Is the Protection of Personal Information (PoPI) Act just another piece of legislation trumped up by politicians or is it just good business practice that has been neglected over the years?
Gone are the days when companies can be lackadaisical in their approach to the protection of their client’s personal information. Ignoring the PoPI Act will soon result in hefty fines and even jail sentences.
Systems that were originally put in place to store and protect personal information have become a major threat to organisations and more specifically, to the businesses or individuals who entrust their personal or business information upon these organisations. As a result, thousands of SA companies now find themselves in an uncompromising position.
Palladium Business Solutions managing director Stephen Corrigan says these risks can be split into three categories. “Companies that acknowledge the rulings and opt to embed the risk and not take appropriate action to become PoPI Act compliant. Secondly, companies that realise their current systems will soon be obsolete and are now taking steps towards compliancy.”
“And finally, institutions that naively assume that because they simply have a reputable software in place, wrongly adopt the view that their vendor’s product is automatically robust enough to match the requirements of the Act,” he adds.
The arrival of the PoPI Act is imminent, with an anticipated commencement date of July 2016. The legislation fundamentally indicates that personal information is a ‘precious good’ and businesses found to not treat their clients information in such a way, will incur a strict, unforgiving penalty.
The POPI Act permits fines up to the value of R10-million with the possibility of a jail sentence. Pleads of ignorance and naivety of the PoPI Act will not shield businesses from punishment. The severity of penalties will be determined solely by the extent of the infringement and the degree of negligence.
“Because of the stringent penalties, it’s imperative every business is mindful of the conditions of the PoPI Act and exercises due diligence when they’re in the market for an accounting system,” he stresses.
Corrigan says the decision making process in determining which accounting software to purchase has never been so critical. “The assumption that all accounting software providers are secure and POPI Act compliant, is a common misconception and companies need to be aware of this.”
There are multiple aspects of the POPI Act that aren’t accounted for by many available accounting systems. For instance, the Act stipulates that consumers must be notified if, or when, their data is compromised.
“This may be a simple regulation to abide by, but it’s worth contemplating the potential implications on consumer trust and potential irreversible damage to a company’s brand. It’s important to mention that there are reputable accounting and related systems that are plagued by data corruption. So what might appear to be an unlikely scenario, may in fact be an unbeknown inevitability, simply because of the chosen vendor,” he warns.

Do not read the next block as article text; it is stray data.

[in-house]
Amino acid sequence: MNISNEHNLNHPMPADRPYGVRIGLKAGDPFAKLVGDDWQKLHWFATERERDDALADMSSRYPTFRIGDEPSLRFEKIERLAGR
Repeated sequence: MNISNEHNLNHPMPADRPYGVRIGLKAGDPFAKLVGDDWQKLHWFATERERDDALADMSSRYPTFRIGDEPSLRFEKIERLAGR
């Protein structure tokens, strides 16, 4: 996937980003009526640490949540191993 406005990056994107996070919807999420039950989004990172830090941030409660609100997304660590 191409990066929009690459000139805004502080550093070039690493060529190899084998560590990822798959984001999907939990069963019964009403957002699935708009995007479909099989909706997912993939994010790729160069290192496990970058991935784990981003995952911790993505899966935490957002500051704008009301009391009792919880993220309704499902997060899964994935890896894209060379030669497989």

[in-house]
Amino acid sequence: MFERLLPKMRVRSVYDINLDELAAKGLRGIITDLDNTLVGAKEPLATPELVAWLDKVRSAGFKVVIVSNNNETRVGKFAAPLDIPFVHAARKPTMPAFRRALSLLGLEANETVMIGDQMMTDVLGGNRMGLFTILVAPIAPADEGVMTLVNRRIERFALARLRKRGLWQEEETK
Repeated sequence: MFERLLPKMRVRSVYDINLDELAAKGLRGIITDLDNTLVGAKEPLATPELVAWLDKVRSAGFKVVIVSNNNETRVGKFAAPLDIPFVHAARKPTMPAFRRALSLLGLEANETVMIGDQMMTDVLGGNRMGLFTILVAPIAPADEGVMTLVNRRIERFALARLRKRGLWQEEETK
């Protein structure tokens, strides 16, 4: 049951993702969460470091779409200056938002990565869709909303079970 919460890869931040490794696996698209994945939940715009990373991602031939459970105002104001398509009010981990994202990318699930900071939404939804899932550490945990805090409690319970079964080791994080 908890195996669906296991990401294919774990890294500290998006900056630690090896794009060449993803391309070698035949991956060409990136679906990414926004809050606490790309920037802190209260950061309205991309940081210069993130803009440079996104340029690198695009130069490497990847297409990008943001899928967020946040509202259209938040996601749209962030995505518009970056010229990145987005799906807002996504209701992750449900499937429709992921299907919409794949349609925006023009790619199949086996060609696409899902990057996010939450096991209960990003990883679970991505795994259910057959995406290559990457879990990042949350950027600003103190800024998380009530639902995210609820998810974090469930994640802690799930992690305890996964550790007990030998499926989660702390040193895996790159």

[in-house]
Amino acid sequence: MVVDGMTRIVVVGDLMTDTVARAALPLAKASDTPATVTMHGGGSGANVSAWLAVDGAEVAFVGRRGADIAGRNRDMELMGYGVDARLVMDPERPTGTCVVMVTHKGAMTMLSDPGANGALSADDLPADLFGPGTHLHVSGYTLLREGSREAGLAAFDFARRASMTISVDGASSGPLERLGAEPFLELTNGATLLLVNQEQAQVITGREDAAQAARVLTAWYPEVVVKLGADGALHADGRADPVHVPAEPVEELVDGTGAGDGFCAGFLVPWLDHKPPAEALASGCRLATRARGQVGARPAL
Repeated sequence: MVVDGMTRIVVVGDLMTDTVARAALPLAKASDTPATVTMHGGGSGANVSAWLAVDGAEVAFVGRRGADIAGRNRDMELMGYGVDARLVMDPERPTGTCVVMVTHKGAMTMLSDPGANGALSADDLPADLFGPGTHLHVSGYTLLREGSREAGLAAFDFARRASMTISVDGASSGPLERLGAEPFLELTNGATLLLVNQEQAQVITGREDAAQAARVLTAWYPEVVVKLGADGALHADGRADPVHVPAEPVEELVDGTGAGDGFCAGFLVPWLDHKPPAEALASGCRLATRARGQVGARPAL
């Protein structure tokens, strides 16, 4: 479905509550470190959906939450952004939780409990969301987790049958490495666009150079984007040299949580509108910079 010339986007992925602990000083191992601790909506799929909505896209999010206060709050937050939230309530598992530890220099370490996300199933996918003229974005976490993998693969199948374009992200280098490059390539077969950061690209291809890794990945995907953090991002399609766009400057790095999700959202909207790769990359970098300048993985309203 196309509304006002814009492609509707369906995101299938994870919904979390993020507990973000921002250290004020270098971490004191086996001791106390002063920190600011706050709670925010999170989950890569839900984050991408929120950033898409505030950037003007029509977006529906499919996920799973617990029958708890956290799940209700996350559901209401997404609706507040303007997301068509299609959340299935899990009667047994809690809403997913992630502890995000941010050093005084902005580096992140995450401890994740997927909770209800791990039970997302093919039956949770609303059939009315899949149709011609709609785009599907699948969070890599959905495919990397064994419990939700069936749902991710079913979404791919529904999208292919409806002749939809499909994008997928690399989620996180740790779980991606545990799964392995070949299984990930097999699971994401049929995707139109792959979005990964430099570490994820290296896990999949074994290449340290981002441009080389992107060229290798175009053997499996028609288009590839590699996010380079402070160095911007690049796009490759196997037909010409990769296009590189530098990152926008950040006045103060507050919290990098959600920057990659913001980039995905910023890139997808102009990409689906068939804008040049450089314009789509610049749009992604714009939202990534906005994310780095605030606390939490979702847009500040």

The POPI Act demands that there are adequate measures in place that allow companies to dictate and monitor employee access to client information. Not every registered employee on an accounting system needs access to the personal information of clients to carry out their duties. Thus to be compliant, a prospective system should possess the relevant security features that enables the company to appropriately tailor employee access to certain areas of the system.
Furthermore, it’s imperative that businesses have safeguards in place that ensure that client information cannot be compromised. Therefore, it ought to be considered how potential accounting vendors store their data, with regards to their applications database, and how easily these systems can be hacked or compromised.
“A simple YouTube search will quickly demonstrate that this safeguard is not a given with some software providers, thus research needs to be taken into the underlying technology that vendors systems utilise,” says Corrigan.
Another requirement one can deduct from the PoPI Act, is that implemented software systems need to be stable and have rollback capabilities. This is to ensure data integrity and perpetual accuracy of client information.
Corrigan says because of the outdated databases some providers still utilise, this is a key requirement that cannot be guaranteed by numerous suppliers. “There are several considerations that need to be taken into account when choosing accounting software.”
“Although it may be easy to view compliance as an inconvenience, it should in fact be seen as a business opportunity. As companies experience ever intensifying competition, PoPI Act compliance ought to be seen as a unique selling proposition. Companies that are quick to take action will be in a position to use PoPI Act compliancy as a source of differentiation from competitors.”
“At the end of the day, exercising due care in the protection of third party personal information shouldn’t be regarded as another piece of laborious legislation, it’s the right thing to do,” concludes Corrigan.